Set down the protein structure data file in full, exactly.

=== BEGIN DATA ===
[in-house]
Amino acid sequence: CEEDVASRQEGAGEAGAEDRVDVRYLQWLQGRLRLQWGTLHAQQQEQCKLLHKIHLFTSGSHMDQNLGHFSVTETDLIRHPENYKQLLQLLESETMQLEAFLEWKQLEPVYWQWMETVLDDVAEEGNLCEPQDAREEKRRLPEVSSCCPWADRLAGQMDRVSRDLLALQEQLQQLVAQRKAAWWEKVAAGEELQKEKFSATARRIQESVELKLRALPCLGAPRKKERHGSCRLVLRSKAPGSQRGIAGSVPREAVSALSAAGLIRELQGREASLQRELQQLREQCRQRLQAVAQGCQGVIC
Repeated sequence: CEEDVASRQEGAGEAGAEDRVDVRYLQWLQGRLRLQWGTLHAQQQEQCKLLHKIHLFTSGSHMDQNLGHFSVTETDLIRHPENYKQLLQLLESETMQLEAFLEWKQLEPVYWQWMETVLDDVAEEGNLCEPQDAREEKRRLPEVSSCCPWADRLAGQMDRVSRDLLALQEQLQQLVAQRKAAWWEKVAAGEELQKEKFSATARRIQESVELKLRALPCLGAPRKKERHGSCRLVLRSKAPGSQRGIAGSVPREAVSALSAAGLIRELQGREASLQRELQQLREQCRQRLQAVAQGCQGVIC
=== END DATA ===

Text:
[in-house]
Amino acid sequence: CEEDVASRQEGAGEAGAEDRVDVRYLQWLQGRLRLQWGTLHAQQQEQCKLLHKIHLFTSGSHMDQNLGHFSVTETDLIRHPENYKQLLQLLESETMQLEAFLEWKQLEPVYWQWMETVLDDVAEEGNLCEPQDAREEKRRLPEVSSCCPWADRLAGQMDRVSRDLLALQEQLQQLVAQRKAAWWEKVAAGEELQKEKFSATARRIQESVELKLRALPCLGAPRKKERHGSCRLVLRSKAPGSQRGIAGSVPREAVSALSAAGLIRELQGREASLQRELQQLREQCRQRLQAVAQGCQGVIC
Repeated sequence: CEEDVASRQEGAGEAGAEDRVDVRYLQWLQGRLRLQWGTLHAQQQEQCKLLHKIHLFTSGSHMDQNLGHFSVTETDLIRHPENYKQLLQLLESETMQLEAFLEWKQLEPVYWQWMETVLDDVAEEGNLCEPQDAREEKRRLPEVSSCCPWADRLAGQMDRVSRDLLALQEQLQQLVAQRKAAWWEKVAAGEELQKEKFSATARRIQESVELKLRALPCLGAPRKKERHGSCRLVLRSKAPGSQRGIAGSVPREAVSALSAAGLIRELQGREASLQRELQQLREQCRQRLQAVAQGCQGVIC